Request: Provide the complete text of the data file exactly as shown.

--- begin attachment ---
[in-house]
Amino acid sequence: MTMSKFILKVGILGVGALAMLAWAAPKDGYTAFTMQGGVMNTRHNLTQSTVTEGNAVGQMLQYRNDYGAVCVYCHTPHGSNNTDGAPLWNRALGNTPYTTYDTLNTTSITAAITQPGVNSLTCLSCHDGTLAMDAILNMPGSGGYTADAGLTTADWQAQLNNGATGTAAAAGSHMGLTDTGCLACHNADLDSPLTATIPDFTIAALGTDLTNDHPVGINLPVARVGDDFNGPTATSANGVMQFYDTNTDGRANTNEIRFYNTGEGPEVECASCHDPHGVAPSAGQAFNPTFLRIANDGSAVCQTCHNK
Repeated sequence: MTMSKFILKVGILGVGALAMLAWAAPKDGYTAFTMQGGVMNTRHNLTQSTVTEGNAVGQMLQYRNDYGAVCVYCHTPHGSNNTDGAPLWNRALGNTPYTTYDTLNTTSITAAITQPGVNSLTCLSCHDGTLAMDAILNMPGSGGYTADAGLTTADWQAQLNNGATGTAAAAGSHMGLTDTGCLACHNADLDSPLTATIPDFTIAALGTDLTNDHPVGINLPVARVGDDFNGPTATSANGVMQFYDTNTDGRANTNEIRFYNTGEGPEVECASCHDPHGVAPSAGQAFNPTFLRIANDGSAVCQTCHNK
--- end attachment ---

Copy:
[in-house]
Amino acid sequence: MTMSKFILKVGILGVGALAMLAWAAPKDGYTAFTMQGGVMNTRHNLTQSTVTEGNAVGQMLQYRNDYGAVCVYCHTPHGSNNTDGAPLWNRALGNTPYTTYDTLNTTSITAAITQPGVNSLTCLSCHDGTLAMDAILNMPGSGGYTADAGLTTADWQAQLNNGATGTAAAAGSHMGLTDTGCLACHNADLDSPLTATIPDFTIAALGTDLTNDHPVGINLPVARVGDDFNGPTATSANGVMQFYDTNTDGRANTNEIRFYNTGEGPEVECASCHDPHGVAPSAGQAFNPTFLRIANDGSAVCQTCHNK
Repeated sequence: MTMSKFILKVGILGVGALAMLAWAAPKDGYTAFTMQGGVMNTRHNLTQSTVTEGNAVGQMLQYRNDYGAVCVYCHTPHGSNNTDGAPLWNRALGNTPYTTYDTLNTTSITAAITQPGVNSLTCLSCHDGTLAMDAILNMPGSGGYTADAGLTTADWQAQLNNGATGTAAAAGSHMGLTDTGCLACHNADLDSPLTATIPDFTIAALGTDLTNDHPVGINLPVARVGDDFNGPTATSANGVMQFYDTNTDGRANTNEIRFYNTGEGPEVECASCHDPHGVAPSAGQAFNPTFLRIANDGSAVCQTCHNK